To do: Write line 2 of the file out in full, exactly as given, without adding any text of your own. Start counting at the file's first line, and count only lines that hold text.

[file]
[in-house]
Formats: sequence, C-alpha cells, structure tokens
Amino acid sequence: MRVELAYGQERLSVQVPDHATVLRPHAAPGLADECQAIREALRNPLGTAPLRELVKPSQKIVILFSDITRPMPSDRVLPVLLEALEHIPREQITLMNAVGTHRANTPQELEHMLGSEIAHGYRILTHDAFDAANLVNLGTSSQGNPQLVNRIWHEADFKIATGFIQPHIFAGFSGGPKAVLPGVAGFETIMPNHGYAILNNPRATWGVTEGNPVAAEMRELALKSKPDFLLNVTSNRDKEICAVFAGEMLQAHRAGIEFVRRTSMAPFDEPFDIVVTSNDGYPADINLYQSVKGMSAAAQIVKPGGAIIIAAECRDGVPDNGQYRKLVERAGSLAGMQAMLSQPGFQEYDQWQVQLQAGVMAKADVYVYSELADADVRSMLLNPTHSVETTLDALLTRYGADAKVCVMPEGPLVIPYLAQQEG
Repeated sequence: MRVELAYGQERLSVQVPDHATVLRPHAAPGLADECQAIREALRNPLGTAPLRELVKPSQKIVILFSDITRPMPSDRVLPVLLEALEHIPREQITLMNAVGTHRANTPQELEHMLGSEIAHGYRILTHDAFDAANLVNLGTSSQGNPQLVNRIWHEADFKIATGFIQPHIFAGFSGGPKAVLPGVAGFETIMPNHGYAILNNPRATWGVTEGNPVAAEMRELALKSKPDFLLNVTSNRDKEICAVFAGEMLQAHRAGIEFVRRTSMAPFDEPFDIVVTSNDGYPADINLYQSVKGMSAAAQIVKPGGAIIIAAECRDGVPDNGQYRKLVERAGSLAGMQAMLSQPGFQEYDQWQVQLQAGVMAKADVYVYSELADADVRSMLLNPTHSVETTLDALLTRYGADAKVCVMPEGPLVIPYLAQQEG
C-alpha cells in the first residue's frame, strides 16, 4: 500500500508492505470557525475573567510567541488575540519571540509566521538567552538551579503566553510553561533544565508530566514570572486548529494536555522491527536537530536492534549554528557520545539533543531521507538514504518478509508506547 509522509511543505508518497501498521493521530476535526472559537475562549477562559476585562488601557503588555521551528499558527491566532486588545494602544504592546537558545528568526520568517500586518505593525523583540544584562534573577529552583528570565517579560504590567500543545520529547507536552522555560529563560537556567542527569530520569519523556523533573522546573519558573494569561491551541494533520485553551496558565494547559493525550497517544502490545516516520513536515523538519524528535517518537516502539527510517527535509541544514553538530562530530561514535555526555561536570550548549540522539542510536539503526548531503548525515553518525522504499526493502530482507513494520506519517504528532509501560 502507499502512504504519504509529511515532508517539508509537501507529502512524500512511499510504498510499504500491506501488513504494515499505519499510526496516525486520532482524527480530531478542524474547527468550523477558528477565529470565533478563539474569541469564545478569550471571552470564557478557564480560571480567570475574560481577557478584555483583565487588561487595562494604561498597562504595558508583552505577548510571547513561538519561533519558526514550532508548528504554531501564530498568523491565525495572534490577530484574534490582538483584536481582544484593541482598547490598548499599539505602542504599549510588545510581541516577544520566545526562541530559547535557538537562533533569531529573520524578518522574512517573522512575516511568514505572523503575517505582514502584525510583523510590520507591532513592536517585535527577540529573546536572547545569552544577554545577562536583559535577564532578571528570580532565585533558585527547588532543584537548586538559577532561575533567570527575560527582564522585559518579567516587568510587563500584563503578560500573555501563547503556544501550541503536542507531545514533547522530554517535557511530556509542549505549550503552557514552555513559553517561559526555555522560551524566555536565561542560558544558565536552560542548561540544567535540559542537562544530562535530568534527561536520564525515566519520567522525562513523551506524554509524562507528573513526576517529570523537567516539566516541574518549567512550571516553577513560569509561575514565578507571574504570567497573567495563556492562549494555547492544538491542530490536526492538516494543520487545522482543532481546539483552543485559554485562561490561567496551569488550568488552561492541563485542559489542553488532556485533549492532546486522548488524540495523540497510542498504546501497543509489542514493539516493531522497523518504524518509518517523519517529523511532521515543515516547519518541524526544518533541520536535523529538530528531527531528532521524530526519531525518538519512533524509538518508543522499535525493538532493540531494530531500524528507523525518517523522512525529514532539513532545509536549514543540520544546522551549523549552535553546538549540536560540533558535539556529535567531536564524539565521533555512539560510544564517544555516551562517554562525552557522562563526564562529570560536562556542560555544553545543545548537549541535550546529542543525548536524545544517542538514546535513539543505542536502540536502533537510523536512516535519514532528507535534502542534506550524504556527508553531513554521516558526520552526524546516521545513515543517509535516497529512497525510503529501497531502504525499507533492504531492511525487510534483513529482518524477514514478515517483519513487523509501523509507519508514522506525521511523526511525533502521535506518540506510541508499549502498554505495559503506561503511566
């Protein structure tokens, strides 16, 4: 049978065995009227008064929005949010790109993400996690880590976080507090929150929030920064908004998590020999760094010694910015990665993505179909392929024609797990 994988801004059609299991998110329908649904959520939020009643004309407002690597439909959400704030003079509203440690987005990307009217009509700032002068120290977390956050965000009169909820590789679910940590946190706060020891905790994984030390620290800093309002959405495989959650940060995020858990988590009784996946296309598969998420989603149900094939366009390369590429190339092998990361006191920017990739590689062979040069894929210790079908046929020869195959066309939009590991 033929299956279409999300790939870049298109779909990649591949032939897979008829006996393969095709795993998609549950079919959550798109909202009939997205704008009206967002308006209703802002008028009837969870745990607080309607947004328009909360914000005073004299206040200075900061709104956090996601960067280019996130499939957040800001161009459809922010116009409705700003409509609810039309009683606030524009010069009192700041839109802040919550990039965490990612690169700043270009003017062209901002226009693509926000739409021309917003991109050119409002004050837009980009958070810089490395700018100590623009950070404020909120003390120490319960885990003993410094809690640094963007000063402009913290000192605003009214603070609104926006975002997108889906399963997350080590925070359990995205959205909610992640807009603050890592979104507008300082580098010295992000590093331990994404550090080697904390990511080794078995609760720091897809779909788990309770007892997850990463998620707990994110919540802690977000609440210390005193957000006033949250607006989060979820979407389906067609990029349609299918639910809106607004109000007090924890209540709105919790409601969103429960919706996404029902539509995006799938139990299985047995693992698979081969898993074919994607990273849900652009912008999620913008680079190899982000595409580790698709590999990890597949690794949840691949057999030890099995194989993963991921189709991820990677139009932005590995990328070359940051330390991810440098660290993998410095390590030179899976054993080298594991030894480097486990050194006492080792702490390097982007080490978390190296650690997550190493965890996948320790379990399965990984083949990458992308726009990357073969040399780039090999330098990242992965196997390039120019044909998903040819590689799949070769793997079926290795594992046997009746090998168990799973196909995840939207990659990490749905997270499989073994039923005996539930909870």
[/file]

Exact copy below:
Formats: sequence, C-alpha cells, structure tokens